>> i think while you looat our preparness today, we've made great strides but we're not doing enough. i doubt we'll see some sort of cybersecurity incident.o my bigern is losing confidence in the integrity of our vote. once one vote is compromised, i think it puts our entire electoral system into jeopardy. >> that is how fragile some people think it is and how riously some private companies are taking this. one last point, we wilnot know entirely this story. tomorrow, there's a requirement, a director of national intelligence produced a report about what happens tomorrow 45 days after the election, and only then will we begin to know really what happened tomorrow night. >> nick schifrin, thank you so much. >> thank you.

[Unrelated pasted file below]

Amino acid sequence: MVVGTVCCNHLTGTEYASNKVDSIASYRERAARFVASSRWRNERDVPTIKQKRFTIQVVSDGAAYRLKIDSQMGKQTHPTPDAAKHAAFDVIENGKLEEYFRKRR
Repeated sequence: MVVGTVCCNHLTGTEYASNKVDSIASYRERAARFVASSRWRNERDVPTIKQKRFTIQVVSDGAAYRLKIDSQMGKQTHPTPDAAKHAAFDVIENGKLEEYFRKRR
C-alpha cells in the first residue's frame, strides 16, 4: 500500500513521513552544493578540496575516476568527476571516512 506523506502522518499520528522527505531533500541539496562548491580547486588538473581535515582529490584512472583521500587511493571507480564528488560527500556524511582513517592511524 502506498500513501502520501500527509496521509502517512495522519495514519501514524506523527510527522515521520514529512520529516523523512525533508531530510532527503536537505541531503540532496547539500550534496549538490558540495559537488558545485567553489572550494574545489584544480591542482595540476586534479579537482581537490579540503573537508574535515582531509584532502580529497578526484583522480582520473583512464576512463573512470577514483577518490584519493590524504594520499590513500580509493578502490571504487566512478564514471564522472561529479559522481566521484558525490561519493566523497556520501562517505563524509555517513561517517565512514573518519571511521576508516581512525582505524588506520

>> woodruff: make no mistake about it, tomorrows election da here to give us the analysts' view of the state of the races pofore voters have their say, i'm joined by outics monday duo, tamara keith of npr and amy walter of the "cook political report." tuesday. >> it's like christmas eve. it is! >> it's all waiting for me to f:en. >> woodrpen up and see what's inside. >> yeah. >> woodruff: we heard a few minutes ago yamic and lisa talk about the final arguments they're hearing from eac side. what else are you hearing as the final mesages, amy? >> what's interesting is watching where republicans have gone, his cycpecially republicans running the house in the swing suburban districts one time held easily by republicans. they are distancing thefrmselves the president not by running ads independent from the president but really by turning their attention to nancy pelosi, making the race a referendum not on the preeysident, e